There are reports that mobile malware is on the rise, there are some saying that this a huge issue, while others ask is it a big deal? McAfee has been taking a closer look into this, and believe that it is things like Adobe Flash that makes this a bigger risk than it needs to be. This means that the iPhone 5 due out this year and other versions will not suffer the same issue as Windows Phone 7 or Google Android handsets, as Apple uses HTML5 instead.
In a recent report by the security experts they found that in Q4 2010 malware increased by 46 percent over the same period in 2009. It was found that Flash and PDF software were then main focus of these attacks. The main reason for this is because there are far more smatphones on the market compared to that same period in 2009 — with Android making up the huge bulk.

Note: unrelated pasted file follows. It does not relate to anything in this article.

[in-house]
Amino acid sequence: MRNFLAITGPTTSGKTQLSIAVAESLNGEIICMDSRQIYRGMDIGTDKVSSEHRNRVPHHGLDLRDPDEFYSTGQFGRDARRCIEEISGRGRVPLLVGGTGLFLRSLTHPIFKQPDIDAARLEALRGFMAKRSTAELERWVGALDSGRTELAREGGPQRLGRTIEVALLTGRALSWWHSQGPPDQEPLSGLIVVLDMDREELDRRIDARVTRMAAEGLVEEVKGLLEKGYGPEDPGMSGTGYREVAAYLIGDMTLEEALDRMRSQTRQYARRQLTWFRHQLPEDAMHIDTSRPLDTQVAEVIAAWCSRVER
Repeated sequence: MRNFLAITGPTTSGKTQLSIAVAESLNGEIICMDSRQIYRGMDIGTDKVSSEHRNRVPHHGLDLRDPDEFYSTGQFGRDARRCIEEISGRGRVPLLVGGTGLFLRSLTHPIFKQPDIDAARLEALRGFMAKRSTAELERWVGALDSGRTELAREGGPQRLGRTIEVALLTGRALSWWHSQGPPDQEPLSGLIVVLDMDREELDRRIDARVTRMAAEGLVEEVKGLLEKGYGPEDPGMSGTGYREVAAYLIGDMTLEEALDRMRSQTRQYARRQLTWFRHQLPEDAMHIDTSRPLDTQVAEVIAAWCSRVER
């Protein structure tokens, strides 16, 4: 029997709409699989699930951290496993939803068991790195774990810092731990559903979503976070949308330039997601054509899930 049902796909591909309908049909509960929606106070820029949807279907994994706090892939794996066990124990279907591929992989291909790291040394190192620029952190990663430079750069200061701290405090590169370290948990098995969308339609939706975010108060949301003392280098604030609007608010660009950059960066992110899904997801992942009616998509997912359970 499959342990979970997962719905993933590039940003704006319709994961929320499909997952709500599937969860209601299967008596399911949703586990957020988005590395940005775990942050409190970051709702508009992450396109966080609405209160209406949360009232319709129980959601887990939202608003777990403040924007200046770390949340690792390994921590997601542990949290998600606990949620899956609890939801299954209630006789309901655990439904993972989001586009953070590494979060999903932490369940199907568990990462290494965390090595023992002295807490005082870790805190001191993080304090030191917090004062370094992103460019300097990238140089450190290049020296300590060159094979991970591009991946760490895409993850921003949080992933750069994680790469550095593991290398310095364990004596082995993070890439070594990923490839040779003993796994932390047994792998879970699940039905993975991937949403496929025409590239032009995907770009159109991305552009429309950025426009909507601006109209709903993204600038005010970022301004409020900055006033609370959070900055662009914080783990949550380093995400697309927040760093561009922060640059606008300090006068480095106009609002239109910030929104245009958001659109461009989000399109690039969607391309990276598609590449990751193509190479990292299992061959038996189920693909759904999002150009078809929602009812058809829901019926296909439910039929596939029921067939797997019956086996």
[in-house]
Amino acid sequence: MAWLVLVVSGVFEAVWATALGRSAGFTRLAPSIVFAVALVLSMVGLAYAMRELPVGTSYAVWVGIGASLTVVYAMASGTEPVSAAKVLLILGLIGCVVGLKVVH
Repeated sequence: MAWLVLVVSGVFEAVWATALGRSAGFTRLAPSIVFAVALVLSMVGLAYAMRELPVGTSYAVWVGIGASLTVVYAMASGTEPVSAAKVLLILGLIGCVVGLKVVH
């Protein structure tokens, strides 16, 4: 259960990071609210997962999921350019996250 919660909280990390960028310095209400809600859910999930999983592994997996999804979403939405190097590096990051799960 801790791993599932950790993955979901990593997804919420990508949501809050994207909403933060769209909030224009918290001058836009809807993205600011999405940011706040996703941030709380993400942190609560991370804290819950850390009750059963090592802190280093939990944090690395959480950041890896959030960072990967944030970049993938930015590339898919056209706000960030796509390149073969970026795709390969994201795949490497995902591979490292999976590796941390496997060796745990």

The Inquirer said that Apple must be feeling smug about now — well maybe Steve Jobs more so, as it was he who made a point of never allowing his iOS devices to run Adobe Flash, as he sad that it was too buggy.
An article on PCMag picks up on the fact that malware is now getting more sophisticated. As with computers these viruses do different things to the OS, these include making calls or texts to a specific numbers amongst other things. One thing is for sure, if things don’t change soon, then we can see the likes of McAfee and Norton offering their products to mobile devices as well.
However, the biggest offender to this issue is Adobe, so maybe they need to look at what is the cause of this issue and understand how they can address it. So if you want a handset that has no malware issues, then looks like you had better choose the iPhone — wait for the 5th-generation version though, as that is just over five months away now.